Vitamin E Vitamin E


People Think Juice Is Good for Them. Wrong

In an effort to eat healthy, many people turn to juices as their beverage of choice. Some even go to the extra work of freshly squeezing their juice in an effort to get the most benefits. But unfortunately, as The Washington Post reports, all that juice is not as healthy as you think. In fact, it could even be making you sick — and contributing to Americans’ obesity crisis.

As you know, I believe that juicing in and of itself is a good thing — but we’re talking in the context of juicing vegetables, with a splash of fruit for flavor, NOT simply drinking unlimited glasses of fruit juices, fresh or bottled. Done right, vegetable juicing is a powerful tool for enhancing your health, whether consumed daily or as part of a regular detoxification plan.

Fruit juices, on the other hand, count toward your daily glucose intake, and since it takes several oranges or apples or whatever fruit you choose to fill a large glass, drinking your fruits in the form of smoothies is not the way to do it. 

If you’re looking to eat and drink healthy, stick to pure clean water, tea or black coffee as your beverages-of-choice and think in terms of sugar, or fructose and glucose, content when it comes to juices. I strongly recommend limiting your daily fructose intake to 25 grams or less from all sources, including natural sources such as fruit — regardless of your sex. That equates to just over 6 teaspoons of total sugar per day as sugar is half fructose.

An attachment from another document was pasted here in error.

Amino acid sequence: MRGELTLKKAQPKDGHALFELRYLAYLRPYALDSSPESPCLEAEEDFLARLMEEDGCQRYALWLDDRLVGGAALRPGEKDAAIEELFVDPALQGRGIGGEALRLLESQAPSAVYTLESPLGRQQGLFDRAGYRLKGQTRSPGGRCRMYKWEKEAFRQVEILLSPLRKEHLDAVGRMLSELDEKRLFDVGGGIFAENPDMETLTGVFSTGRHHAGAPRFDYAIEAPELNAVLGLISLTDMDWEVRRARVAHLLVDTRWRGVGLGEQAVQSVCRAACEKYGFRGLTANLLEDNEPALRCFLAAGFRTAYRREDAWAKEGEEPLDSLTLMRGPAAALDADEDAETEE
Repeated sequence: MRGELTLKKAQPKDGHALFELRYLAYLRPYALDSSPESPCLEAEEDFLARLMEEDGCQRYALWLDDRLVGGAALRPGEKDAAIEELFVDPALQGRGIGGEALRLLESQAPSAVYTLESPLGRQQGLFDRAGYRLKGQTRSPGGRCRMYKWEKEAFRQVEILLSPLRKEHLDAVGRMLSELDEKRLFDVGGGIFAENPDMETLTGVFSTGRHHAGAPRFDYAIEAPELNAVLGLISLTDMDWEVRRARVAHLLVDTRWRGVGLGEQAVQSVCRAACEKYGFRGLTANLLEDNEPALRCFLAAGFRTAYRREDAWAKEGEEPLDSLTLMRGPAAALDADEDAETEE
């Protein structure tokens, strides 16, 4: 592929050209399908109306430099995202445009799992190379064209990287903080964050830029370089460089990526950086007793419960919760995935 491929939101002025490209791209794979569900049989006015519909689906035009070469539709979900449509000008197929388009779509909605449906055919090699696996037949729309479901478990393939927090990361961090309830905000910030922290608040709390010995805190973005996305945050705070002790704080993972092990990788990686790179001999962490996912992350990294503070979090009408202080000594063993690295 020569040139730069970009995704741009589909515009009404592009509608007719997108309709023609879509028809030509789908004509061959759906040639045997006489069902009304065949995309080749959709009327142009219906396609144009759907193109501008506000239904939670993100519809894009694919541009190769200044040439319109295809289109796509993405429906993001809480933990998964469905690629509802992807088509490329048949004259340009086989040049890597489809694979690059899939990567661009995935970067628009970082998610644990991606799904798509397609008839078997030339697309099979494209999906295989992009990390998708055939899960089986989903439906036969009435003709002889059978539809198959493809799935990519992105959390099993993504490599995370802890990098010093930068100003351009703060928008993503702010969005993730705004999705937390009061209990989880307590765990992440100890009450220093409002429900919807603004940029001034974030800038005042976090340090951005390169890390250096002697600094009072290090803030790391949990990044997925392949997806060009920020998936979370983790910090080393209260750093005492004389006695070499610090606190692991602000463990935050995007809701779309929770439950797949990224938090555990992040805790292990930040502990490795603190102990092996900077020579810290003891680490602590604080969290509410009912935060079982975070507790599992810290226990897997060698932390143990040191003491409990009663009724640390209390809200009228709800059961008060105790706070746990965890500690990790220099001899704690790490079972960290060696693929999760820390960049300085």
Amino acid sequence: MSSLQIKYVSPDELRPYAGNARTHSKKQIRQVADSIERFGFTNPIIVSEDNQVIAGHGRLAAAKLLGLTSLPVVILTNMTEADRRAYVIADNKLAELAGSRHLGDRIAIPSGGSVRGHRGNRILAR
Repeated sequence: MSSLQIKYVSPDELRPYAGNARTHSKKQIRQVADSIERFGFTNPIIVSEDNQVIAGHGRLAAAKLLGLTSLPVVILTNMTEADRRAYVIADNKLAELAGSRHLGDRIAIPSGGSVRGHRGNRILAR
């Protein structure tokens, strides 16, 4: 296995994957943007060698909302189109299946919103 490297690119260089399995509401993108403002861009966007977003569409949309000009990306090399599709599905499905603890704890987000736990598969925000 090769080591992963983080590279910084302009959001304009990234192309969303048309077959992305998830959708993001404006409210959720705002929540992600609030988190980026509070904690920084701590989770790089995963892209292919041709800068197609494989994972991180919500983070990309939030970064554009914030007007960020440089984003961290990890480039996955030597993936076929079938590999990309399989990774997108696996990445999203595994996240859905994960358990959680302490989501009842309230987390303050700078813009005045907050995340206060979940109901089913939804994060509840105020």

If you’re among the 80 percent who have insulin or leptin resistance or who are overweight or taking statins, or who have metabolic diseases such as diabetes and high blood pressure, you’d be wise to restrict your total fructose consumption to as little as 15 grams per day until you’ve normalized your insulin and leptin levels — and that includes juices.
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